• Stage I--localized and surgically respectable, no spread
  • Stage II--localized but not completely resectable
    A--no tumor in nearby lymph node microscopically examined
    B--tumor in nearby lymph node microscopically examined
  • Stage III--regional spread to surrounding tissue or lymphs nodes
  • Stage IV--disseminated to lymph nodes or bone, liver, skin, or other organs
  • Stage IVS--"special"situation treated differently: the tumor has spread only to the liver, skin, or bone marrow (minimal involvement), but is in the place where it began

How can the tumor be treated?

Treatment for neuroblastoma depends on the stage of the tumor and other factors, such as patient age. The four types of treatment to remove, shrink, or kill the tumor are:

  • Surgery (remove by one or more operations)
  • Chemotherapy (anti-cancer drugs given as pills or into a vein)
  • Radiation therapy (high-dose x-rays)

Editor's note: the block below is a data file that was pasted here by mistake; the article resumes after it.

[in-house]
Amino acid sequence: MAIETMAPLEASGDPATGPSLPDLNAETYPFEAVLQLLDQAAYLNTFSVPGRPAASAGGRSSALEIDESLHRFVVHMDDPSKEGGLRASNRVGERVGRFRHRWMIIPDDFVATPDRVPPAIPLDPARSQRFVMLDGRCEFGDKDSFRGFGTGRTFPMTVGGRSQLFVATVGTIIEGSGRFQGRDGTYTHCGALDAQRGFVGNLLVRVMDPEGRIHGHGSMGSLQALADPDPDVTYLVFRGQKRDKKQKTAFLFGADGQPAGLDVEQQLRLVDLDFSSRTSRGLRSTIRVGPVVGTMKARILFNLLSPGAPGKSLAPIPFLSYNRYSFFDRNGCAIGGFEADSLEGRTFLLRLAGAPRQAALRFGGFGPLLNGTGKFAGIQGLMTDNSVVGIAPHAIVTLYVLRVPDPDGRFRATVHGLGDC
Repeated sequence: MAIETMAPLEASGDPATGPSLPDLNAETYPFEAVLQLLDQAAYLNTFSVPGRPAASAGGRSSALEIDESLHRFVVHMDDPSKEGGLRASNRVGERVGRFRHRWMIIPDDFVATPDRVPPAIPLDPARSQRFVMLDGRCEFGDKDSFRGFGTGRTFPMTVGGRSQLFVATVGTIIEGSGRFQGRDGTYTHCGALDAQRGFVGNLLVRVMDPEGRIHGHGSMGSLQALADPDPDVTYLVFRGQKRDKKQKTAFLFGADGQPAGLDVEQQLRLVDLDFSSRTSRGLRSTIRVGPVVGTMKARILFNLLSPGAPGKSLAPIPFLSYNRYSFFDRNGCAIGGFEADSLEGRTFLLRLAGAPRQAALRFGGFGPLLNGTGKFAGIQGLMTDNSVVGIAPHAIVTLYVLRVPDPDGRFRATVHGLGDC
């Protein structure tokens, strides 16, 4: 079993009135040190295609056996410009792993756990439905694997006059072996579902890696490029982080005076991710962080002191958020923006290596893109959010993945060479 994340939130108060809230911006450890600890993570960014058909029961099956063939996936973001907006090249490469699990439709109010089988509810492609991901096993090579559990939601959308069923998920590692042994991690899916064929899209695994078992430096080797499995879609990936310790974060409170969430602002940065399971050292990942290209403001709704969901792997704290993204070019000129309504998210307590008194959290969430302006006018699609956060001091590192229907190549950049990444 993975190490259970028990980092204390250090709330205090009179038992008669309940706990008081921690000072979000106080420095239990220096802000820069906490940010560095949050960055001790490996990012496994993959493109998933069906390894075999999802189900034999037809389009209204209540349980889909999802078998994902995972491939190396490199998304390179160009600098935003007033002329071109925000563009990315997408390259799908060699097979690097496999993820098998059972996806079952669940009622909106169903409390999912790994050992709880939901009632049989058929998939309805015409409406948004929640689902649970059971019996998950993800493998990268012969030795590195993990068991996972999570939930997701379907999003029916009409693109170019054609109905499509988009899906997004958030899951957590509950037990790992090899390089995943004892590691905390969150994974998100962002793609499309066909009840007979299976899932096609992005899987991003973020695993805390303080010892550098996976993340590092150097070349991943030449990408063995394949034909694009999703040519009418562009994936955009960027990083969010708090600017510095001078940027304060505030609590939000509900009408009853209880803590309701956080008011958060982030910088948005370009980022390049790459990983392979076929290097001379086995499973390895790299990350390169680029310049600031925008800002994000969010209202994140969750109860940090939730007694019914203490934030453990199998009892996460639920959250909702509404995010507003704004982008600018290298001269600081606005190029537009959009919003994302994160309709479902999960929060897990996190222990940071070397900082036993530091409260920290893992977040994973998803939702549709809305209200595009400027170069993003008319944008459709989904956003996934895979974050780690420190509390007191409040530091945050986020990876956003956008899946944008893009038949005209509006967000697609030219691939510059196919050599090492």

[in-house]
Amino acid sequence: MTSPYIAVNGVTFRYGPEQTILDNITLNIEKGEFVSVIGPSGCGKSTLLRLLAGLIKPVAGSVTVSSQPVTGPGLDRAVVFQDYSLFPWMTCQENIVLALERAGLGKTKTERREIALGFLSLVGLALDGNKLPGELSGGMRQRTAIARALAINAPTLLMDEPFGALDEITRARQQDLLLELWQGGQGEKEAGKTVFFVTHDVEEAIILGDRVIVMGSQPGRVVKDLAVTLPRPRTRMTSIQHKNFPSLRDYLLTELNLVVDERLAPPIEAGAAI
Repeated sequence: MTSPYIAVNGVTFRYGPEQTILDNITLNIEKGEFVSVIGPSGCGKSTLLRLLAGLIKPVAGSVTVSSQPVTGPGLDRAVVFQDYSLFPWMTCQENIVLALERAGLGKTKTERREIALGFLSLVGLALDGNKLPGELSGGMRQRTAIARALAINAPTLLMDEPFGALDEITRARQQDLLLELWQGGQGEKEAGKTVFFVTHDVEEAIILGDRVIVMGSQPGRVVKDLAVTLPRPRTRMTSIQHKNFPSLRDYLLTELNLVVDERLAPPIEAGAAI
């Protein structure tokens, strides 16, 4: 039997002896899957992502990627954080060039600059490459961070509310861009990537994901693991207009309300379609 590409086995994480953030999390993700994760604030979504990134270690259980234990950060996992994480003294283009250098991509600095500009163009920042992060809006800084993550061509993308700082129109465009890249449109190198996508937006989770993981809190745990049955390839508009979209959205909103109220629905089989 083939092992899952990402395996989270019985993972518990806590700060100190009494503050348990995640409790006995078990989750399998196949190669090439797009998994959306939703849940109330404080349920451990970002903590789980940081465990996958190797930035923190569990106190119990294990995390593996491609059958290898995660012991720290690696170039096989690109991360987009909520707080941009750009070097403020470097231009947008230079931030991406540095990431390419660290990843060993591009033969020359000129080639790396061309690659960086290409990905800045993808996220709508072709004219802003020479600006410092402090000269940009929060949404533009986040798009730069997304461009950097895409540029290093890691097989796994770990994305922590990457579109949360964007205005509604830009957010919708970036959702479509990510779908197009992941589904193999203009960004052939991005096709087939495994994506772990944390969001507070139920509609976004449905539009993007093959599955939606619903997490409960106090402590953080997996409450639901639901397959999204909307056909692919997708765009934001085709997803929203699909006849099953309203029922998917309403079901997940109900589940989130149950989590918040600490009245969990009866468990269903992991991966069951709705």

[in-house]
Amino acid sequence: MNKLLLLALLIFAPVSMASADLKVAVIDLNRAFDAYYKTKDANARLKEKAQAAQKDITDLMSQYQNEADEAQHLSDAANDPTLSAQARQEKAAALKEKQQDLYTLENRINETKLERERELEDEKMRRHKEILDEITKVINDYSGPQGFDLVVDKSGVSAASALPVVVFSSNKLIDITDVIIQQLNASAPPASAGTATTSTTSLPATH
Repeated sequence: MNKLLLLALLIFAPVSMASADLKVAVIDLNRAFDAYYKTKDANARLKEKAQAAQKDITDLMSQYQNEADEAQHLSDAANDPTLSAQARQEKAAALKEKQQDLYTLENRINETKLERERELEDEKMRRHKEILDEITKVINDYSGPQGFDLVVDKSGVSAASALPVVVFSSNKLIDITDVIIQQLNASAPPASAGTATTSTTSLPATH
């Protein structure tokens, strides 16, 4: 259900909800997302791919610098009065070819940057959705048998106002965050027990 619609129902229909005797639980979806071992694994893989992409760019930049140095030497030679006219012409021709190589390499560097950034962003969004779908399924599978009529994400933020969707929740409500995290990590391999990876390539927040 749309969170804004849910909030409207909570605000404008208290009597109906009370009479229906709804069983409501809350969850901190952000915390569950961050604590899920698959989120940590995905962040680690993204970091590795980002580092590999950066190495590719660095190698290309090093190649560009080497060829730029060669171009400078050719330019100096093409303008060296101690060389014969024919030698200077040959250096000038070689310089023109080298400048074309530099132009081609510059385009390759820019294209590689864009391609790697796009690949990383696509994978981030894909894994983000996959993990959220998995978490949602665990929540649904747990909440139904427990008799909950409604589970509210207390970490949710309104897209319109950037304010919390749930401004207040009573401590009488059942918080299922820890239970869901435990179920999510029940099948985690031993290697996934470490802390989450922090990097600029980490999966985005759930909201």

• Bone marrow transplantation (after very high doses of radiation or chemotherapy)

They are usually used in combination involving two or three approaches. More invasive tumors may require bone marrow transplantation. When tumor removal is unfeasible because of size or location, radiation therapy and chemotherapy can be used to shrink the tumor. Tumor biopsy is helpful in these cases to determine how aggressive the tumor is. However, for children with OMS, surgery plus chemotherapy is usually sufficient in eradicating the tumor.

How soon should treatment begin?

Treatment of OMS should not be delayed. As soon as OMS is diagnosed, immunotherapy should be given, even before tumor removal. Surgical resection of the tumor may not help the symptoms of OMS; other treatment is usually necessary. Because chemotherapy is also immunotherapy, it should work to treat the tumor and the OMS.

Once the tumor is removed, parents often trade one set of worries for another. The problem of OMS grows in importance. To optimize and expedite therapy, both a pediatric neurologist and oncologist should be involved in the care. We also need to keep the primary care provider in the loop early, as there are many long-term care issues. The goal of treatment should always be to determine how close to normal the child can be.